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England coach Wane is 'living the dream'

Head coach Shaun Wane "doesn't want this journey to end" as he prepares to lead England in the World Cup quarter-finals in his home town Wigan.

England head coach Shaun Wane says he is "honoured" as he prepares to lead his country in the last eight of the Rugby League World Cup in his home town of Wigan on Saturday.

The hosts face Papua New Guinea in the quarter-finals as they aim to take a step closer to a first global title.

Wane, who was born and still lives in Wigan, hopes his journey to the top inspires youngsters in his home town.

"This is special for me, I'm living the dream," said the England coach.

Wane coached Wigan Warriors for seven years with great success until stepping down in 2018 and was named England boss two years ago.

He said: "I've coached my home town club and then I got the call to coach my country. To be in a World Cup coaching, at the town where I live, it's unbelievably exciting for me.

"It's a great message to every youngster, not just in Wigan, that no matter what your start is you can achieve stuff. I'm honoured, I'm a proud Englishman and I can't wait for Saturday."

'This is going to be full on'

England have impressed in the World Cup, winning their three group games while scoring 196 points - but Wane is expecting a tougher test from Papua New Guinea.

"This is going to be full on," he said. "I thought the Samoa game would have been full on but it wasn't to be - they've improved massively since then.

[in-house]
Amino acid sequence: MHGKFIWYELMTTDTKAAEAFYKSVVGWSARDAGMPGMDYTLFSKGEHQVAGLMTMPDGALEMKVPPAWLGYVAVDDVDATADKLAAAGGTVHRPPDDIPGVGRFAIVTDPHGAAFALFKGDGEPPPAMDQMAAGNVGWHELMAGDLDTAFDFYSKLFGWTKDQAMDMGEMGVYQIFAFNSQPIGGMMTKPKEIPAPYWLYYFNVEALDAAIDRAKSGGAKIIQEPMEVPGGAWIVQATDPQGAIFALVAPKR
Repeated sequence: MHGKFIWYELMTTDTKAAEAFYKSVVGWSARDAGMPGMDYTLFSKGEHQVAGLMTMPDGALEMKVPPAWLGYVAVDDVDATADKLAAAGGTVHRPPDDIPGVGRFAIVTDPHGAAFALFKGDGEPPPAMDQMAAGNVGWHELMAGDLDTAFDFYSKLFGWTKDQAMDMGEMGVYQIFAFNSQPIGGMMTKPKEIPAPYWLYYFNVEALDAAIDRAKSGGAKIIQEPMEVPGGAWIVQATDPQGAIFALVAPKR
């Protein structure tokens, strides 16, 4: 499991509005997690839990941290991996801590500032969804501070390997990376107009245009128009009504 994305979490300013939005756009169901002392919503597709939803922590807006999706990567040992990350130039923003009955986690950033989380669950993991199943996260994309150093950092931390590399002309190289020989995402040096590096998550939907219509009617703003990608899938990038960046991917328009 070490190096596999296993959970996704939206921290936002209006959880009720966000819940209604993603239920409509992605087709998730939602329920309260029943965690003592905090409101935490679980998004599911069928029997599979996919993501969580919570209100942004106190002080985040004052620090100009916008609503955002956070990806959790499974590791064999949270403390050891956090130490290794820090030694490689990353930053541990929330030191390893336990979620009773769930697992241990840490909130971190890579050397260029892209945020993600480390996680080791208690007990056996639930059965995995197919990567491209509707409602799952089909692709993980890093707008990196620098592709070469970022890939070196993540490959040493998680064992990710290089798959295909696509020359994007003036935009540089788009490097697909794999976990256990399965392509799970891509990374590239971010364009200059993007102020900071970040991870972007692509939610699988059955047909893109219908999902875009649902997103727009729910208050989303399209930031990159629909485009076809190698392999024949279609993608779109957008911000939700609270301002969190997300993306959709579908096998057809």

"This will be a tough challenge, it's do or die, and they're really good. I've been really impressed with them.

"They're a very good team. They run hard, like they have for years, they're a tough nation and they defend like their lives depend on it. I've got a lot of respect for them.

"It's knockout rugby, so someone is going to be disappointed - but it can't be us. We need to be very good - but they need to be too."

Wane says he has decided his 17-man squad and has told the players his team.

The former prop forward hinted at a couple of changes to the side that kicked off the tournament with a 60-6 rout of Samoa.

"I know my team but I'm not going to share it," Wane said. "It's strong."

Skipper Sam Tomkins will return after being rested against Greece and centre Kallum Watkins has recovered from a knock, meaning Wane has a full quota of 24 to choose from.

"We've got two good physios and two good doctors who have done a great job," he said.

"It's not been an easy few days because I'm leaving people out who always start in their club teams.

"But we're all friends, it's a close group, and after having those conversations, we all know we have to win. It's a knockout game and I have to play a team in my heart I feel can get a job done on Saturday."

'It was pretty embarrassing'

England forward John Bateman sat alongside Wane at the pre-match media conference and admits the quarter-final offers a chance for redemption for Great Britain's humiliating defeat to Papua New Guinea in 2019.

Bateman is one of six members of Wane's squad who played in the shock 28-10 loss to the Kumuls in Port Moresby, which completed a clean sweep of defeats for the Lions on their 2019 tour under coach Wayne Bennett.

The Wigan loose forward was also in the England team that beat PNG 36-6 in the quarter-finals of the 2017 World Cup in Melbourne, but says the wounds from 2019 are still raw.

"It was pretty embarrassing," Bateman said. "The tournament as a whole was pretty embarrassing but especially that defeat.

"We'd not lost to them in so many years and they handed it to us. A few of the boys who played in that game are really looking forward to this weekend."


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